by Malaysian-German Chamber of Commerce and Industry (https://www.malaysia.ahk.de/en/)
4 November 2019
Natasha Zulkifli is a Director at YTL Construction in Malaysia. She is part of the project team that is building the new 192km electrified double track rail link for the Malaysian government, in the state of Johor. Natasha has extensive experience in the Malaysian public transport space, having worked previously at Prasarana Malaysia Berhad (“Prasarana”) as Head of International Relations where she initiated collaborations and partnerships with international public transport players to further enhance Prasarana and its standing in the international public transport world. Prior to joining Prasarana, Natasha served as Special Officer to the Chief Executive Officer at Malaysia’s Land Public Transport Commission (SPAD).
Given her deep interest to strengthen human capital development in the Malaysian rail space, in 2017 Natasha founded Women in Rail Malaysia, a not-for-profit entity which was established to support and promote equality and diversity within the Malaysian rail industry. She is passionate about driving Women in Rail Malaysia for the benefit of women not just currently working within the industry but to also promote the Malaysian rail space as a career of choice to young women currently studying in secondary school and in universities. In 2019 the German government recognized Natasha as a one of the ‘Remarkable Women in Transport’, officially recognizing her as a female change-maker and highlighting her contribution to sustainable mobility solutions. Natasha is an Independent Non-Executive Director of TSH Resources Berhad, an oil palm and plantation based company listed on the Kuala Lumpur Stock Exchange.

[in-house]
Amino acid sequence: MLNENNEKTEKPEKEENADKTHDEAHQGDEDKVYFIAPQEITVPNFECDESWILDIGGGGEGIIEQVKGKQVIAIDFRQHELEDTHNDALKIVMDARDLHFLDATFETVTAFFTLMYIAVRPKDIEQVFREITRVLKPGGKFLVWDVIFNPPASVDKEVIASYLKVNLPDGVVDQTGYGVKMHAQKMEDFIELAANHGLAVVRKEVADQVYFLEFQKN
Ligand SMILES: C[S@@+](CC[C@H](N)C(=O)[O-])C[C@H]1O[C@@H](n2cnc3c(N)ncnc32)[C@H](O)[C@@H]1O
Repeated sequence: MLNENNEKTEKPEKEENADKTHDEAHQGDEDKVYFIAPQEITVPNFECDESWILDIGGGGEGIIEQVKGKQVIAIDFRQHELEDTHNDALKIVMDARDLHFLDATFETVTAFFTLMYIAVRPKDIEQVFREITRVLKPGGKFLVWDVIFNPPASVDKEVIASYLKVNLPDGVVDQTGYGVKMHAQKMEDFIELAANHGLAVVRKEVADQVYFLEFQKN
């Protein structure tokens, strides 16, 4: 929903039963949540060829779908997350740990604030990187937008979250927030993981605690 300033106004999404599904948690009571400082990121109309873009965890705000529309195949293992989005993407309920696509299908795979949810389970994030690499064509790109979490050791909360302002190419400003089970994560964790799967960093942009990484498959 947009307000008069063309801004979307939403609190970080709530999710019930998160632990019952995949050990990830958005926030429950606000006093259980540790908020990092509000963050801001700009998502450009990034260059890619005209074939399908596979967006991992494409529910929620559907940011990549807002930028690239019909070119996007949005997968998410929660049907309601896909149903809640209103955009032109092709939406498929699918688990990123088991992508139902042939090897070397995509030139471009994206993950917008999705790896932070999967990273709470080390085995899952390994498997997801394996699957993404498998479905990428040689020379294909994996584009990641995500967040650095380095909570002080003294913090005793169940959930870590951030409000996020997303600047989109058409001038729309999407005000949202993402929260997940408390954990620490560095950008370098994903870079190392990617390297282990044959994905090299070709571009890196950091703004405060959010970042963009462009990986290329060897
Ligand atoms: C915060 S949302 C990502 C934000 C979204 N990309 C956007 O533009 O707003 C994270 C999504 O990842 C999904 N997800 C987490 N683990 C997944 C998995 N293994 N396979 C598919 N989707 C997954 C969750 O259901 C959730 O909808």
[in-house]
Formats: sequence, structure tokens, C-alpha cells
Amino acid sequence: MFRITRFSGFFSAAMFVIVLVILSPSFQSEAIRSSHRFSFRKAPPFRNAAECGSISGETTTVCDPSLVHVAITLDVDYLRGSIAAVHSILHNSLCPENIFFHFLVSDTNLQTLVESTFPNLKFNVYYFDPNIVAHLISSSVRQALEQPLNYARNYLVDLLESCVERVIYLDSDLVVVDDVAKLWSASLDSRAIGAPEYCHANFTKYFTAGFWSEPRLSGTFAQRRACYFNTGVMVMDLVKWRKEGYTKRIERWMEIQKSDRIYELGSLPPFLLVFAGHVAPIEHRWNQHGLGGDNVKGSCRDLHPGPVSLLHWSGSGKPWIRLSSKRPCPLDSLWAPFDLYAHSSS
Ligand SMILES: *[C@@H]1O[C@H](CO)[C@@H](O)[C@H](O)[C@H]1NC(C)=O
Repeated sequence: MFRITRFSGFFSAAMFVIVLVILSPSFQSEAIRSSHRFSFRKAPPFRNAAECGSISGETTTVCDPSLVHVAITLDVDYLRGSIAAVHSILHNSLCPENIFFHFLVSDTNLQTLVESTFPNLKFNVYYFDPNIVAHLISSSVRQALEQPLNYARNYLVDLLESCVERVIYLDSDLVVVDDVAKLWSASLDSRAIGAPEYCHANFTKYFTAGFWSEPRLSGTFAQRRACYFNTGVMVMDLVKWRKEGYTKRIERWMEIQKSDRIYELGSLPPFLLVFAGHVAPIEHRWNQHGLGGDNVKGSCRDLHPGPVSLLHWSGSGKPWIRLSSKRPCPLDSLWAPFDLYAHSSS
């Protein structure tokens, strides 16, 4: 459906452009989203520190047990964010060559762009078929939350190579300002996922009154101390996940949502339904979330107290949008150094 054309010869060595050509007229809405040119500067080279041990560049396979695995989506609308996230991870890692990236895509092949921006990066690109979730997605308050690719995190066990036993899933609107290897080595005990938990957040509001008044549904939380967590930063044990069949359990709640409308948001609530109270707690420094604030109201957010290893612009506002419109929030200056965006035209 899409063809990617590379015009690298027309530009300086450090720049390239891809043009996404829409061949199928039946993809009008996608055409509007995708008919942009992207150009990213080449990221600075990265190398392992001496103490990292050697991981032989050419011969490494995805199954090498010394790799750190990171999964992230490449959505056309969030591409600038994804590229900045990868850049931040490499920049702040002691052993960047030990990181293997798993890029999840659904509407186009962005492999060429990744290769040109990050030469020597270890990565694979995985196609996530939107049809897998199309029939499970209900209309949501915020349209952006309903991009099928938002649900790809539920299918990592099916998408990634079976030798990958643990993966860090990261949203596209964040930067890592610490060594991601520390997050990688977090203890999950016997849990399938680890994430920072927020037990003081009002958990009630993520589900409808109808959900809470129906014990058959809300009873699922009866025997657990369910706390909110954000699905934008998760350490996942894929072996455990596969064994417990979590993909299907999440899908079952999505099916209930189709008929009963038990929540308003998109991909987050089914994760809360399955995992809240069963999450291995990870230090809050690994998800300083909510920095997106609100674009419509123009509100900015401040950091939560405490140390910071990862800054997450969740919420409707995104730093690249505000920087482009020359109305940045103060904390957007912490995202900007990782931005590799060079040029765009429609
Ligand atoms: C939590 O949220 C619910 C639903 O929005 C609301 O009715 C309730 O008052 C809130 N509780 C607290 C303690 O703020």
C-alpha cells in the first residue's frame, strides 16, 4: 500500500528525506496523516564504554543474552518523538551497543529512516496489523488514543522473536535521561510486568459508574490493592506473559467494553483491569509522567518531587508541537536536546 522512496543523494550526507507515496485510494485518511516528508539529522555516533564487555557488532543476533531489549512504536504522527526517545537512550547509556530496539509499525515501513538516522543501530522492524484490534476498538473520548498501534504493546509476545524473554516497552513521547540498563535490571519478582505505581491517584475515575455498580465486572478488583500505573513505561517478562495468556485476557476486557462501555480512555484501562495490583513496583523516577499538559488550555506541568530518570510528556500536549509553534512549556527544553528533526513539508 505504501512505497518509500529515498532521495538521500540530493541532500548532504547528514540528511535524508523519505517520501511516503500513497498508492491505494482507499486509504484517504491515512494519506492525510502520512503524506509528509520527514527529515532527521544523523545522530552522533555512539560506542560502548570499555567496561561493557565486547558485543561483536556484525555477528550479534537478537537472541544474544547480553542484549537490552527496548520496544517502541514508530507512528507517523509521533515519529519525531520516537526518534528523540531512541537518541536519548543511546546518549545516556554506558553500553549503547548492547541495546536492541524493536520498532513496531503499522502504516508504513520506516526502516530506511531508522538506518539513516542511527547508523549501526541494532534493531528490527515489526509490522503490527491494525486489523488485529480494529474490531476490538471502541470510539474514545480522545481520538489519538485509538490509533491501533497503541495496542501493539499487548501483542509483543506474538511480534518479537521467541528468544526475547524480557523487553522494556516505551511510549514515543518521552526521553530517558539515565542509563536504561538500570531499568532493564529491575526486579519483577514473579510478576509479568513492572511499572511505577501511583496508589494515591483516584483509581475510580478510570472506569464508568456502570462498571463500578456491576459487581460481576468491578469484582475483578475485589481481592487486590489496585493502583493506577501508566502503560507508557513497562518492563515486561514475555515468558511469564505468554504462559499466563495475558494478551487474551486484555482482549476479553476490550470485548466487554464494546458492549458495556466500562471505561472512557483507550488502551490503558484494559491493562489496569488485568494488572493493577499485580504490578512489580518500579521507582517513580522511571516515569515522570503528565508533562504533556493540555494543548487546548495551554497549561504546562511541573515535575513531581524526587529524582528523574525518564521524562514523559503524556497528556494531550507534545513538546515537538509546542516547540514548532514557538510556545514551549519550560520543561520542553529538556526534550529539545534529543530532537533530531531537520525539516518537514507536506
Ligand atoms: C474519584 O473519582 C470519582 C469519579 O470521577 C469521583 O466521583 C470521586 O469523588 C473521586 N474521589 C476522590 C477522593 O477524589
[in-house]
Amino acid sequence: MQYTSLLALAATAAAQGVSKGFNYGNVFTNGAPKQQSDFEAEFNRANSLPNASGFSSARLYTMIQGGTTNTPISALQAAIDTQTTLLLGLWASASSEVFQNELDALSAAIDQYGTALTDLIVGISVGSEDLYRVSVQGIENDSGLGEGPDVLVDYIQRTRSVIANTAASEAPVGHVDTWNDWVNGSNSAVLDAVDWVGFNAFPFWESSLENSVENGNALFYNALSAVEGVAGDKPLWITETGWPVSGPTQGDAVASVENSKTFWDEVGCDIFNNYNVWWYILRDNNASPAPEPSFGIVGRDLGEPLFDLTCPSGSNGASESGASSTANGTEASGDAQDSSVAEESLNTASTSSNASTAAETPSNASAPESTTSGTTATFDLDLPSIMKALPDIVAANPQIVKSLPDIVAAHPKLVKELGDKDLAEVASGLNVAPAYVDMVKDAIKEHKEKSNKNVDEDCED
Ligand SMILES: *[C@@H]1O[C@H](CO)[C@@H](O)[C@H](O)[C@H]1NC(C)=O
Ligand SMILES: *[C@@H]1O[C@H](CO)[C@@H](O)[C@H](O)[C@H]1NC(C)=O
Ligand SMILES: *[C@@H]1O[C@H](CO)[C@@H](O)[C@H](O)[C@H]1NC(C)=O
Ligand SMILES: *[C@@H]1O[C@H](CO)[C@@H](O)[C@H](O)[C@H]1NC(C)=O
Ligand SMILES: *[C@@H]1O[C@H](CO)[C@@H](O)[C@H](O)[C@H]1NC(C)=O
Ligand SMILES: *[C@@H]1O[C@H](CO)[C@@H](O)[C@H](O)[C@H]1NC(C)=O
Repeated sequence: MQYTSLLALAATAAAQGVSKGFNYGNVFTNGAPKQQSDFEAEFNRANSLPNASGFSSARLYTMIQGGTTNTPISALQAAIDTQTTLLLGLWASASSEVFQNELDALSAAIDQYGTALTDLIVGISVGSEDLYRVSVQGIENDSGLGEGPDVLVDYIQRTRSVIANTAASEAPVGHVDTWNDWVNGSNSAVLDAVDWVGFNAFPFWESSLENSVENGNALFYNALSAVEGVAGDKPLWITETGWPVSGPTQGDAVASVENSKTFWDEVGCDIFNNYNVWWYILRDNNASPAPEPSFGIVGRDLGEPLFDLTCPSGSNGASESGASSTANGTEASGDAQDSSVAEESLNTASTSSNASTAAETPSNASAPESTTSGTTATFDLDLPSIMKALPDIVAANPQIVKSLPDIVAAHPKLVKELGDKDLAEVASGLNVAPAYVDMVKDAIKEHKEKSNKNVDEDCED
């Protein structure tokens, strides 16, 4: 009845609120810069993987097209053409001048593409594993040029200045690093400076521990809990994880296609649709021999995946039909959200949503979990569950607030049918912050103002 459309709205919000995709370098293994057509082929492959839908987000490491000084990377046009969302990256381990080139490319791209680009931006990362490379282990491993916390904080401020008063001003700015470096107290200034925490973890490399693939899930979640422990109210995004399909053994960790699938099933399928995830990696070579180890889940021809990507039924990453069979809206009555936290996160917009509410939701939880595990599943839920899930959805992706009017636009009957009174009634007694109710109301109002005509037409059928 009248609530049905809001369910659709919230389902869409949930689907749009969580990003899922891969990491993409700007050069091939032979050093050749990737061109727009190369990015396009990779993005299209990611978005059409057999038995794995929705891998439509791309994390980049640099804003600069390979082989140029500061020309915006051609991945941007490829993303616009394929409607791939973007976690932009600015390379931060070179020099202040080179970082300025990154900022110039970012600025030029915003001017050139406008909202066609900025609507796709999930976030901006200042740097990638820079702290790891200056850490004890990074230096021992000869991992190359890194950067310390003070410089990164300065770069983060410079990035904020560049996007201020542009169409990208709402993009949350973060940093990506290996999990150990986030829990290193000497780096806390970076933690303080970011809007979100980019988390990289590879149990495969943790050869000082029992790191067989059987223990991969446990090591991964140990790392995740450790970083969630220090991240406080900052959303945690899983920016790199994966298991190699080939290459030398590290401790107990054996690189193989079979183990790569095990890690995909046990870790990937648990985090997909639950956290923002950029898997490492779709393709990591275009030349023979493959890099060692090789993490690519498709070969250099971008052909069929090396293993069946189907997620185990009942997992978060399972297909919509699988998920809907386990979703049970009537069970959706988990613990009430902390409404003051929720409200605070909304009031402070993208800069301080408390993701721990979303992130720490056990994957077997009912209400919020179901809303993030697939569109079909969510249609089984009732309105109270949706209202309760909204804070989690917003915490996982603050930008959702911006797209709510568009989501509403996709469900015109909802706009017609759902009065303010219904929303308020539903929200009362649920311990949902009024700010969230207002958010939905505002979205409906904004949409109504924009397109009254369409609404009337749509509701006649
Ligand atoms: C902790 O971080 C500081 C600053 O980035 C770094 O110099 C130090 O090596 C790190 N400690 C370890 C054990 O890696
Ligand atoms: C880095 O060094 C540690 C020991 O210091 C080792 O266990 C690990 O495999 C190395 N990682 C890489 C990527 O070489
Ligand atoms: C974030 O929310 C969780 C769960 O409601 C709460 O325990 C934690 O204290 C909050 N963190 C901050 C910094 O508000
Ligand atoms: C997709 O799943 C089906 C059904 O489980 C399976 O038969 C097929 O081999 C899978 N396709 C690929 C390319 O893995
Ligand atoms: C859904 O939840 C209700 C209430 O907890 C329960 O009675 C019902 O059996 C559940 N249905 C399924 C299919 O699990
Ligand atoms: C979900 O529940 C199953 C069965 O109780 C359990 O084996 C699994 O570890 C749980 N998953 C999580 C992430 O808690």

As a strong female advocate for diversity and equality in the male-dominated rail industry, MGCC asked Natasha about her thoughts on women empowerment in Malaysia.
How can women continually support and raise each other up as both a co-worker, superior and subordinate at the workplace?
Give them the exposure and opportunities to learn. Invite them into a meeting with a new client prospect, take them to an event you are invited to for them to meet new people and enhance their professional network. Include them in a work project which will give them insight into a different side of the business.
What are some best practices for transitioning back into work for women who have stepped off the path or are returning after a career or work hiatus?
I took a break and didn’t work for 7 years. I took time off to raise the kids so I know how challenging it can be to find that courage and develop that inner confidence to get back into the game. What you most definitely need is a good support system at home as well as a lot of inner mind-conditioning to ensure you are in the right place to focus on giving your best at work.
I don’t believe in the concept of women empowerment because if you believe in that, then you are coming from an angle that women are disempowered to start.
How can you maintain a record of professional development, despite being on “break” or “catch up” to be competitive in your career of choice?
Read continuously about what is going on in the business world, stay up to date with friends and former colleagues in the business world and also be in the know about new industry developments.
What do you foresee being your next leadership challenge and how will you overcome it?
I face challenges every day at work. I work in a really tough industry that is undergoing so much change but I make sure I face these challenges head on with a positive attitude because I want to turn these challenges into opportunities which will allow me to grow and enhance myself as a professional. With a focussed and optimistic outlook, I believe you can overcome anything.
In the whole women empowerment conversation, is there anything that’s frequently overlooked that needs to be addressed?
I don’t believe in the concept of women empowerment because if you believe in that, then you are coming from an angle that women are disempowered to start. In the business world, we are as smart and as hardworking as men are, if not more so. So why do you need to even have the conversation of women empowerment?